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January 1975

Diagnosis and Management of Tuberculous Cervical Adenitis

Author Affiliations

From the Department of Otolaryngology (Drs. Cantrell and Jensen) and Pulmonary Medicine Branch, Department of Medicine (Dr. Reid), and the Clinical Investigation Center, Naval Regional Medical Center, San Diego, Calif.

Arch Otolaryngol. 1975;101(1):53-57. doi:10.1001/archotol.1975.00780300057016

In a series of 133 patients with a primary diagnosis of tuberculosis admitted to the Naval Regional Medical Center, San Diego, Calif, during a four-year period from July 1967 to July 1971, 29 (16.7%) had extrapulmonary lymphadenitis. The cervical region was involved in 20 (68.7%) of these cases.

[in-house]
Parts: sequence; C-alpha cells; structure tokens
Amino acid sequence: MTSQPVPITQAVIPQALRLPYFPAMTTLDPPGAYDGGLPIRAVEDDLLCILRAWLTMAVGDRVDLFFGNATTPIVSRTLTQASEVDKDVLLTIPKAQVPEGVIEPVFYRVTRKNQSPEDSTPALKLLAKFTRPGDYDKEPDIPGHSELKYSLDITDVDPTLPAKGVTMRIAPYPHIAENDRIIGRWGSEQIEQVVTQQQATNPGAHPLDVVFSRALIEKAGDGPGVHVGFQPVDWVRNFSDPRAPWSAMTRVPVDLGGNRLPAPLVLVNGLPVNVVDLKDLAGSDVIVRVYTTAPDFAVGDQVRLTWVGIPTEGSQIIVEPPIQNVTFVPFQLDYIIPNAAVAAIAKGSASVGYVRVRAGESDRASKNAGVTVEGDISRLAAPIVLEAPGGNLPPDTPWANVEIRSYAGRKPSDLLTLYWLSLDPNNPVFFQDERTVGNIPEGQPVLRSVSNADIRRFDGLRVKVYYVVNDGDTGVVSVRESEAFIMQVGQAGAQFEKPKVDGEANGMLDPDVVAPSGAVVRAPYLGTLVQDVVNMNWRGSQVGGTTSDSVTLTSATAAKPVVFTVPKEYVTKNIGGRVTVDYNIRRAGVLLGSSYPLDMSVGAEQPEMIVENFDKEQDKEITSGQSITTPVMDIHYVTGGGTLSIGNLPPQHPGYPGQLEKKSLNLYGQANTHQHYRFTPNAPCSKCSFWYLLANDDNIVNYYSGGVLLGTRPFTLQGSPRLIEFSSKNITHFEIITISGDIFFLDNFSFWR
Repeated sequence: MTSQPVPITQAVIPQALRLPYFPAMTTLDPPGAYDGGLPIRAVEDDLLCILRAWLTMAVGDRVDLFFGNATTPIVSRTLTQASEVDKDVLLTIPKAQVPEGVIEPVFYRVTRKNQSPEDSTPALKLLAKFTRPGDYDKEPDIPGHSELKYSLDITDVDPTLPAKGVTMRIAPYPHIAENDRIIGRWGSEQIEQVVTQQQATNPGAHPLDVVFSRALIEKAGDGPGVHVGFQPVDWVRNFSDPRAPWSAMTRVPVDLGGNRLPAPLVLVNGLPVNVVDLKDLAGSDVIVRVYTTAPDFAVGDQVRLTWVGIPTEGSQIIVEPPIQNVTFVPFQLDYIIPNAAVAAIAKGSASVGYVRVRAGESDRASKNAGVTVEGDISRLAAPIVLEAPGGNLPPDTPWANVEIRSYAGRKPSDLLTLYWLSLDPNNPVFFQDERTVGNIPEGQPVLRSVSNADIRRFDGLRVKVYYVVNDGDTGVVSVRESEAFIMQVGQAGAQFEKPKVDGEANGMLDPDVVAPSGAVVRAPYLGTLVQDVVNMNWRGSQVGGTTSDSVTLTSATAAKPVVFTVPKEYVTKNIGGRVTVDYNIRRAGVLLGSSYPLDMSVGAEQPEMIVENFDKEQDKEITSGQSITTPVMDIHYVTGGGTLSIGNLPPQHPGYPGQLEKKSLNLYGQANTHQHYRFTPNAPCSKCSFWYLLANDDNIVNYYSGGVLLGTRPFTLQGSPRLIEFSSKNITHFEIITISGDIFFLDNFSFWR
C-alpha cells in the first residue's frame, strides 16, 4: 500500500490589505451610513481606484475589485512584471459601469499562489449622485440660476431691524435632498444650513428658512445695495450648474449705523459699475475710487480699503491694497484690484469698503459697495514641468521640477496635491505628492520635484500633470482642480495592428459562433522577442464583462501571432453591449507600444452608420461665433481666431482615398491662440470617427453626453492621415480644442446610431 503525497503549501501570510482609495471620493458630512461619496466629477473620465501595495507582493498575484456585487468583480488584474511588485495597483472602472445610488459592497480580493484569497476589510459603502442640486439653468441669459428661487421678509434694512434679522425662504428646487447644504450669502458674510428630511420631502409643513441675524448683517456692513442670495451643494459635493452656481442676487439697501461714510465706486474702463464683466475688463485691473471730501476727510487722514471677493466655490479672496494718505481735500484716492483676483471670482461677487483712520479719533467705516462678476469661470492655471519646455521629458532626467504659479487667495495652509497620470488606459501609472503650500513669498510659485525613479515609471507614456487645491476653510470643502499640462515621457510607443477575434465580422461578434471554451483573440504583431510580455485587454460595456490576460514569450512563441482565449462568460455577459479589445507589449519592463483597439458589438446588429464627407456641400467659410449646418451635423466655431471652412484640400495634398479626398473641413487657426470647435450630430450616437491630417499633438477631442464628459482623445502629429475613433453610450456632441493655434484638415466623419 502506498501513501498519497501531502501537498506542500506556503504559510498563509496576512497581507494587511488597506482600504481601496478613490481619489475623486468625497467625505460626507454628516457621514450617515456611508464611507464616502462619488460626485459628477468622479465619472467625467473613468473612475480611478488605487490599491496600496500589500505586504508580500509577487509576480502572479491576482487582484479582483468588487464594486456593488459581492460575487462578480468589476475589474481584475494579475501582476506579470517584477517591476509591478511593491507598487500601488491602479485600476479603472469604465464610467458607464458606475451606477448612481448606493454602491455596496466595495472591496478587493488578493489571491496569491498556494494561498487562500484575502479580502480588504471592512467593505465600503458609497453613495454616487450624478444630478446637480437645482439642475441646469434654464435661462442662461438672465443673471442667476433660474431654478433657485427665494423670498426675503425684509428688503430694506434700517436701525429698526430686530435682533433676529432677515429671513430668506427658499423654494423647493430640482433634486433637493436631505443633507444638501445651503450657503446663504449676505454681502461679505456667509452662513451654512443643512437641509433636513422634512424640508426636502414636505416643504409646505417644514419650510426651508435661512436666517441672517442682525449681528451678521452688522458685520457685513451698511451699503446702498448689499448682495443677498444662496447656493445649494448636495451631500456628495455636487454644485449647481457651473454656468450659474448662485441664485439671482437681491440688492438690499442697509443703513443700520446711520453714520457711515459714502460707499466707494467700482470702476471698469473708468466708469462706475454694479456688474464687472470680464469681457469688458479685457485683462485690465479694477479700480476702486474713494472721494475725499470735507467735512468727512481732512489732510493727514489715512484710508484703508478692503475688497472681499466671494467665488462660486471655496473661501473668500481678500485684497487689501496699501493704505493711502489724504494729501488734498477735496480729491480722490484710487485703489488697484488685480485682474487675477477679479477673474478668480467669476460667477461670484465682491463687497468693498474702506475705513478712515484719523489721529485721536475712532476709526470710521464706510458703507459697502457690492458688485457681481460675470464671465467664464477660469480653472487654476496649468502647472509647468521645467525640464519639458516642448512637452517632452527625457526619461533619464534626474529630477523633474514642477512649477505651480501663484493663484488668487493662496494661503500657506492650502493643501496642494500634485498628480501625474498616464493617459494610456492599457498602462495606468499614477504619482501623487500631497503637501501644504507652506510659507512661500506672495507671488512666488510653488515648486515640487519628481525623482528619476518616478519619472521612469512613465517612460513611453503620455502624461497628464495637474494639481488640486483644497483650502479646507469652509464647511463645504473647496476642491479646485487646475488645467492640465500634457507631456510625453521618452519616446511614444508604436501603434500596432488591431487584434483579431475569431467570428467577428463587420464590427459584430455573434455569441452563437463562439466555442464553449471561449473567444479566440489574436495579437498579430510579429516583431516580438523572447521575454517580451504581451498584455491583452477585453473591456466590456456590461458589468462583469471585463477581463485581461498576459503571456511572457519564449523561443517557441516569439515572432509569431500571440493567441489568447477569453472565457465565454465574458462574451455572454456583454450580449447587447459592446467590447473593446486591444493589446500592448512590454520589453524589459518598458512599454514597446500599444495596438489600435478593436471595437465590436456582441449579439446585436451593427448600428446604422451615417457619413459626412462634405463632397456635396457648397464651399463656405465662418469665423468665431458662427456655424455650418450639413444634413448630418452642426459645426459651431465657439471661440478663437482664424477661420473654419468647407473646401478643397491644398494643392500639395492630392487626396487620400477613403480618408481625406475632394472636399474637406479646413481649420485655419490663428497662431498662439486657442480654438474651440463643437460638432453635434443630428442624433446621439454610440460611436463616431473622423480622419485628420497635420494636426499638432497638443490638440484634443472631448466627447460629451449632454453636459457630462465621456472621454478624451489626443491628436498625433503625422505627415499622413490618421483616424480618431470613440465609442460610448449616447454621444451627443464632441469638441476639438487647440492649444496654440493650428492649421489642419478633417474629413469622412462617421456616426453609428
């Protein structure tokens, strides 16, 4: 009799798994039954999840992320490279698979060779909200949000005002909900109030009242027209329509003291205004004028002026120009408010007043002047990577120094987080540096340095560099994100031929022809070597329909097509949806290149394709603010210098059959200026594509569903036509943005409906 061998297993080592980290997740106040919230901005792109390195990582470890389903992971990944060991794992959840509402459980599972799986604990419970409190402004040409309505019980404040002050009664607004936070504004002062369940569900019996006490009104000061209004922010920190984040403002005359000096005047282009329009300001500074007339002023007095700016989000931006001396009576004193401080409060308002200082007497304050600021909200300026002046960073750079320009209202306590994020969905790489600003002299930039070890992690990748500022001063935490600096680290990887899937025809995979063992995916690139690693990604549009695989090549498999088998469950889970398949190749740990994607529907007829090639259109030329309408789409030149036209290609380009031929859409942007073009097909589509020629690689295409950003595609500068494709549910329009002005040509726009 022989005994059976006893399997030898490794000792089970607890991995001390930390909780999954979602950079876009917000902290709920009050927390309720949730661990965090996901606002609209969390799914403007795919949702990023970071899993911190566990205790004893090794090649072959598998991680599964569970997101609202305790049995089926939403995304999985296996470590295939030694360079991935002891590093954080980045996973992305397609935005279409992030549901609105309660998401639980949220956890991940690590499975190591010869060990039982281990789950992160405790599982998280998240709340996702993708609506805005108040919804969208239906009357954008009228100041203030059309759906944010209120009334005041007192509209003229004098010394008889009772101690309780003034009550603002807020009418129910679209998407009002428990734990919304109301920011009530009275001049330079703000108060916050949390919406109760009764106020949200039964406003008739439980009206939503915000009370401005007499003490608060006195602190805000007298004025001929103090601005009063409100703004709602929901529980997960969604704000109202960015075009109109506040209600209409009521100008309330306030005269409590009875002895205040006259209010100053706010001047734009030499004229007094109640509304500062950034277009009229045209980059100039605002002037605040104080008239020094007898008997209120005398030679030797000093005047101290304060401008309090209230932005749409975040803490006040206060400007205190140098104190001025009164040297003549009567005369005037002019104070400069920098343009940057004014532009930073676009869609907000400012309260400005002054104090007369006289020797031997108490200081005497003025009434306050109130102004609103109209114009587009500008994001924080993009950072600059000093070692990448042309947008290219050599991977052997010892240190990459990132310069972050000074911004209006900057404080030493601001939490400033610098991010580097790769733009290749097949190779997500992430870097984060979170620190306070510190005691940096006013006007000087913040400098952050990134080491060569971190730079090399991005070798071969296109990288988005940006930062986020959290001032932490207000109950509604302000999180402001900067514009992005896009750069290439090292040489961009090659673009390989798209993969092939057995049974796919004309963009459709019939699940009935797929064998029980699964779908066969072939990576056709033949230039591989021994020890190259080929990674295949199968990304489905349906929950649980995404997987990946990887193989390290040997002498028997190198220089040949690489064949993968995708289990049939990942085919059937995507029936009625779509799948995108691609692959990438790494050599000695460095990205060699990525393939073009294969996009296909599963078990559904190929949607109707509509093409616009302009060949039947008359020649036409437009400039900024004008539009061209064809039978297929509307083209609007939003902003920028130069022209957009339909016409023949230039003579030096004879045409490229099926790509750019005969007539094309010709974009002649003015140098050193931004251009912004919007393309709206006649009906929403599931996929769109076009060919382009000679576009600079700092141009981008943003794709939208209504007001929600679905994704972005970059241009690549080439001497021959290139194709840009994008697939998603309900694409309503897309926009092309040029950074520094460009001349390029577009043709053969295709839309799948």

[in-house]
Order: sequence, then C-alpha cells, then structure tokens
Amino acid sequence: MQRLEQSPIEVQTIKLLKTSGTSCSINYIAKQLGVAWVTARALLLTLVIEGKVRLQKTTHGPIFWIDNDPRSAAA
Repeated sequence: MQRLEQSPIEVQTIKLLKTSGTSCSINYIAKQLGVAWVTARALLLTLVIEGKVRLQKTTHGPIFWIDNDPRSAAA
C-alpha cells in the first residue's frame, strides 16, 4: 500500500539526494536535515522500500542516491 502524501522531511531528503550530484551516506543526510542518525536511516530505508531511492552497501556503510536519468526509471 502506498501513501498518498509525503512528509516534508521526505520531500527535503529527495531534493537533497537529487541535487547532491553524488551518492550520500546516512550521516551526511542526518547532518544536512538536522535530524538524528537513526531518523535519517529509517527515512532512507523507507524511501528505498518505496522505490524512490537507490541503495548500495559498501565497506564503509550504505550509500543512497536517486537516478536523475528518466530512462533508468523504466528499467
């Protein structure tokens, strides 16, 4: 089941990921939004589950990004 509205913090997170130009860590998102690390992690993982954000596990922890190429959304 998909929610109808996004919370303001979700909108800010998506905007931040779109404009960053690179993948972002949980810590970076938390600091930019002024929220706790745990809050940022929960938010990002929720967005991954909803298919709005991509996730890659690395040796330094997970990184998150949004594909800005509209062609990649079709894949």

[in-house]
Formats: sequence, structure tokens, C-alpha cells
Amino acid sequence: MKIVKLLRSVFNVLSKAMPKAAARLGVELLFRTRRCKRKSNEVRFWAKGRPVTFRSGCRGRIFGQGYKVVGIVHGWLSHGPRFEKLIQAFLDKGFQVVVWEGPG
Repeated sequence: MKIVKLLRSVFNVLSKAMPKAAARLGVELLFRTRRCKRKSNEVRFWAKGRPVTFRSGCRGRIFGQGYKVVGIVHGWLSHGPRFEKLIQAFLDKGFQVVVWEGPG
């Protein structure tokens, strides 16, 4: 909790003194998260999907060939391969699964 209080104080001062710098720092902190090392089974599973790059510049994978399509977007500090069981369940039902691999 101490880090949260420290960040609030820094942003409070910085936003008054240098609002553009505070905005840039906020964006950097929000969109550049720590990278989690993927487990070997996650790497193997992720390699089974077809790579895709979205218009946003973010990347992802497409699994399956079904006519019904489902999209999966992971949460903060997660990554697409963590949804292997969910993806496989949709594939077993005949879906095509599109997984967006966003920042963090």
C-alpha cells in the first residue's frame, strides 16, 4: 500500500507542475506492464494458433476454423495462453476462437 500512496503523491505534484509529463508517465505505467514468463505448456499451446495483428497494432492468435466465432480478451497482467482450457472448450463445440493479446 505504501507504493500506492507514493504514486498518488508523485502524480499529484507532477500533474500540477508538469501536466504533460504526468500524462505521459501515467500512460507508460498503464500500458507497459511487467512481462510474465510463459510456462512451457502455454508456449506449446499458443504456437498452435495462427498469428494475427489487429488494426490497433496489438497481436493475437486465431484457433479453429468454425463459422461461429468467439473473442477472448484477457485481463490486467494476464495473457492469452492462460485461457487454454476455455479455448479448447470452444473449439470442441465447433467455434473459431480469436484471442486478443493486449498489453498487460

This report reviews the history of scrofula and deals with specific diagnostic tests which are helpful in separating tuberculous adenitis from other masses found commonly in the neck. Excisional biopsy and methods of handling these specimens are stressed.

The higher incidence of tuberculous lymphadenitis in dark-skinned individuals, especially Orientals, when compared with a similar population group with pulmonary tuberculosis is noted and theories for this stated.